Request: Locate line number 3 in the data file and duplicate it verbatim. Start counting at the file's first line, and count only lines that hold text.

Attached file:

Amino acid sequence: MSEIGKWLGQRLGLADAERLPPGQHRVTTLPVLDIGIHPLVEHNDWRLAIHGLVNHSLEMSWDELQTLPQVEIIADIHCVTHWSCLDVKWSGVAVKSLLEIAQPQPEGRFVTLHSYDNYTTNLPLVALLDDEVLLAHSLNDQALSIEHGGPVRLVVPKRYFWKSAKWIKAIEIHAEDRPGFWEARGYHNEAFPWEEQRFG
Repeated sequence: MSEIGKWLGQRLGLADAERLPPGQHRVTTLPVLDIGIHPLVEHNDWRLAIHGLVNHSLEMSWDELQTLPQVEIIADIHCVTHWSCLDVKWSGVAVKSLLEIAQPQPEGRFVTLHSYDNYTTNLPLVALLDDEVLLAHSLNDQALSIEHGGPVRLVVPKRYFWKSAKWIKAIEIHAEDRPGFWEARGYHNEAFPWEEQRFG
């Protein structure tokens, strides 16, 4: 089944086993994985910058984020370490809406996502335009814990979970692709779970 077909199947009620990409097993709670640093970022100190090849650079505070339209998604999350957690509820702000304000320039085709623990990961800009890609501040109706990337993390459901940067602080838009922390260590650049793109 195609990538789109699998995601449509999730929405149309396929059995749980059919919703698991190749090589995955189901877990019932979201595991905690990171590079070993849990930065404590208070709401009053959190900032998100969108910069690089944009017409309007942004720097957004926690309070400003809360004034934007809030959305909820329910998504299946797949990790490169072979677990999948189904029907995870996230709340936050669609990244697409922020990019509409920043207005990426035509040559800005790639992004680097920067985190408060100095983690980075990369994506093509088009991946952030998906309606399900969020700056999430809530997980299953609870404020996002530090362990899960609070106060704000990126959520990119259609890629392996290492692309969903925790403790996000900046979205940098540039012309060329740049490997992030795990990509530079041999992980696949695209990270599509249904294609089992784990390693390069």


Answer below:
């Protein structure tokens, strides 16, 4: 089944086993994985910058984020370490809406996502335009814990979970692709779970 077909199947009620990409097993709670640093970022100190090849650079505070339209998604999350957690509820702000304000320039085709623990990961800009890609501040109706990337993390459901940067602080838009922390260590650049793109 195609990538789109699998995601449509999730929405149309396929059995749980059919919703698991190749090589995955189901877990019932979201595991905690990171590079070993849990930065404590208070709401009053959190900032998100969108910069690089944009017409309007942004720097957004926690309070400003809360004034934007809030959305909820329910998504299946797949990790490169072979677990999948189904029907995870996230709340936050669609990244697409922020990019509409920043207005990426035509040559800005790639992004680097920067985190408060100095983690980075990369994506093509088009991946952030998906309606399900969020700056999430809530997980299953609870404020996002530090362990899960609070106060704000990126959520990119259609890629392996290492692309969903925790403790996000900046979205940098540039012309060329740049490997992030795990990509530079041999992980696949695209990270599509249904294609089992784990390693390069």